(Steve Vezeau photo)

Montreal researchers create audible hockey puck for visually impaired players

Three years ago, Gilles Ouellet came up with the idea for a puck that makes a continuous sound

A team of Montreal university researchers has developed an audible hockey puck they say could revolutionize the sport for blind players.

For years, visually impaired hockey players have used a tomato juice can or a steel container filled with small balls as a puck.

The improvised devices work, but players have trouble finding them on the ice when they stop moving and become silent.

Three years ago, Gilles Ouellet, a blind hockey player and employee of Universite de Quebec a Montreal (UQAM), came up with the idea for a puck that makes a continuous sound.

Now, he and a team of researchers have created a prototype consisting of a shock-absorbent plastic shell with a battery-powered circuit board inside.

A series of sensors analyzes puck movement and transmits the data to a buzzer, which can be adjusted to a maximum level of 120 decibels — about equivalent to a chainsaw or a thunderclap.

“It’s going to make the game faster and more interesting,” Ouellet said. “And because the puck makes noise when it’s in the air, it’ll help goalies make more saves.”

Steve Vezeau, one of the researchers behind the project, said the team initially thought it would take six months to develop — but then they realized how hostile the hockey environment can be.

“There is the question of impact, but also the cold and humidity,” said Vezeau.

Players went through up to five tomato juice boxes per game, while the steel can lasted about two games. Vezeau said the sonorous puck has a lifespan of about three games.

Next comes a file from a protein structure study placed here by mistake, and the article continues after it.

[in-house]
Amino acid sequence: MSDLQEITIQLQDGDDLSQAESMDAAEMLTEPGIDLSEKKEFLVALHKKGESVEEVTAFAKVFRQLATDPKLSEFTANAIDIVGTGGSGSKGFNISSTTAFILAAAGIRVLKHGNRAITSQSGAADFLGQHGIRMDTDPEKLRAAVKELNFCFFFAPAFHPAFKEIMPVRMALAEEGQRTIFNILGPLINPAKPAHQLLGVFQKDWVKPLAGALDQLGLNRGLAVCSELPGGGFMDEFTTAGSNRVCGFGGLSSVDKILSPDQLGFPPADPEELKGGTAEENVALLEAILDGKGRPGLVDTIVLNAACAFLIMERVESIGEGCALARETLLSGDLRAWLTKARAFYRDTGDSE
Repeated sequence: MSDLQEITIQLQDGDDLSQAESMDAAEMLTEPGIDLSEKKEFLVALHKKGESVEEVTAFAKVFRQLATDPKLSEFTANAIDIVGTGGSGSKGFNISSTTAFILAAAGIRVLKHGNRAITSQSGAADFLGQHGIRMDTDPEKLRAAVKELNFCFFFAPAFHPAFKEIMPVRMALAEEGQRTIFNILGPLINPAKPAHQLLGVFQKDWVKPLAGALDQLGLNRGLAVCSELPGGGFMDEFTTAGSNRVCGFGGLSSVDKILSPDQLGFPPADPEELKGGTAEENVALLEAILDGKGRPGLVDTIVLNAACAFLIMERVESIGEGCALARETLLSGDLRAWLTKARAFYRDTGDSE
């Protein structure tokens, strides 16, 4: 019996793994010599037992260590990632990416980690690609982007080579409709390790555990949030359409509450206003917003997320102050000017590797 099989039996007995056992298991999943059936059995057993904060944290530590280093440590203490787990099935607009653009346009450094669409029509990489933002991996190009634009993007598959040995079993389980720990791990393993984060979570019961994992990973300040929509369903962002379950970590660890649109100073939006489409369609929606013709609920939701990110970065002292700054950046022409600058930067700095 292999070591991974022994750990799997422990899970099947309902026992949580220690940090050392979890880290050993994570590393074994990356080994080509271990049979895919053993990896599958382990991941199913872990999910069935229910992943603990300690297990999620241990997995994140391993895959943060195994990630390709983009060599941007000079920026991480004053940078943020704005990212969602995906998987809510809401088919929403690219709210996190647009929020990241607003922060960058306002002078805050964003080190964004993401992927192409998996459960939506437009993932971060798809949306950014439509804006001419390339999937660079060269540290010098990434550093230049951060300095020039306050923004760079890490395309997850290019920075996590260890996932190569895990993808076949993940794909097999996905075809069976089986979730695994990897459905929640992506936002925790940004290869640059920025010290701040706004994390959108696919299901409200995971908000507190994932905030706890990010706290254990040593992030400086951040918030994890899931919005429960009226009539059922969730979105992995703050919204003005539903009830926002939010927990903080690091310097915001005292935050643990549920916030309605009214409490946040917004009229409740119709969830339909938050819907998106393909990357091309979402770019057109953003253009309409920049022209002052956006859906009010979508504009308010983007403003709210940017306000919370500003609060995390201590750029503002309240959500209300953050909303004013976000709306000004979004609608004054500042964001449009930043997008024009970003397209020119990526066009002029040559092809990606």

“And obviously, getting a steel puck in the head hurts,” he added.

Vezeau and Ouellet are hoping the puck, known as BIPeR, helps to increase the sport’s popularity. There are about 400 people in North America who play in so-called blind hockey leagues.

Montreal, Toronto and Vancouver have clubs, and about 12 teams have formed in the United States over the past few years. Ultimately, players are looking for their game to be included in the Paralympics.

“The United States wants to organize a nations cup next May,” Ouellet said. “There is already a team in Finland and players all over Europe. When we have an efficient puck we can export it and it could increase the sport’s popularity and help to standardize the game.”

The next step is to find a partner that could help the research team scale their product. The prototype was financed in part by USA Hockey.

Jean-Benoit Legault, The Canadian Press

Like us on Facebook and follow us on Twitter.

Just Posted

Algae bloom killing farmed fish on Vancouver Island’s West Coast

DFO says four Cermaq Canada salmon farms affected, fish not infectious

Vancouver Island man guilty of California murder cold case

Jury rules Shawnigan Lake’s Anthony Kubica killed wealthy Palm Springs senior in 1990

Victim of downtown Courtenay assault dies from injuries

RCMP confirm file is now a homicide investigation

‘Actors can play any roles’: Debate over ‘colour-blind’ casting after Victoria lawsuit

Tenyjah Indra McKenna filed a complaint over racially-motivated casting

Talks between Western Forest Products and union break down

No more negotiations imminent between United Steelworkers 1-1937 and company

VIDEO: ‘Climate emergency’ is Oxford’s 2019 Word of the Year

Other words on the shortlist included ‘extinction,’ ‘climate denial’ and ‘eco-anxiety’

Uncertainty continues to surround body found in Central Saanich

BC Coroners Service say the man in his 20s is from Victoria. His death remains under investigation

One person hurt in rollover crash on Nanaimo Parkway

Accident happened a little after noon in southbound lanes near Cedar Road

Parksville rejects Handmade for Hope proposal at supportive housing complex

Proposal would have seen residents of Orca Place learn how to make, market and sell craft items

Three cops investigated in connection to ex-Vancouver detective’s sexual misconduct

Fisher was convicted in 2018 after pleading guilty to kissing two young women who were witnesses in a criminal case

Muppet-topped motorcyclists hit the road for sick kids

Helmet Heads Canada collecting donations during Victoria Christmas parades

Violence response procedures updated for B.C. schools, police

ERASE program expands to target gangs, bullying of students

A pawsitive ending: Missing puppy found after nine-day search in Chilliwack

Pit bull Frankie ran from dog sitter booked through app

Most Read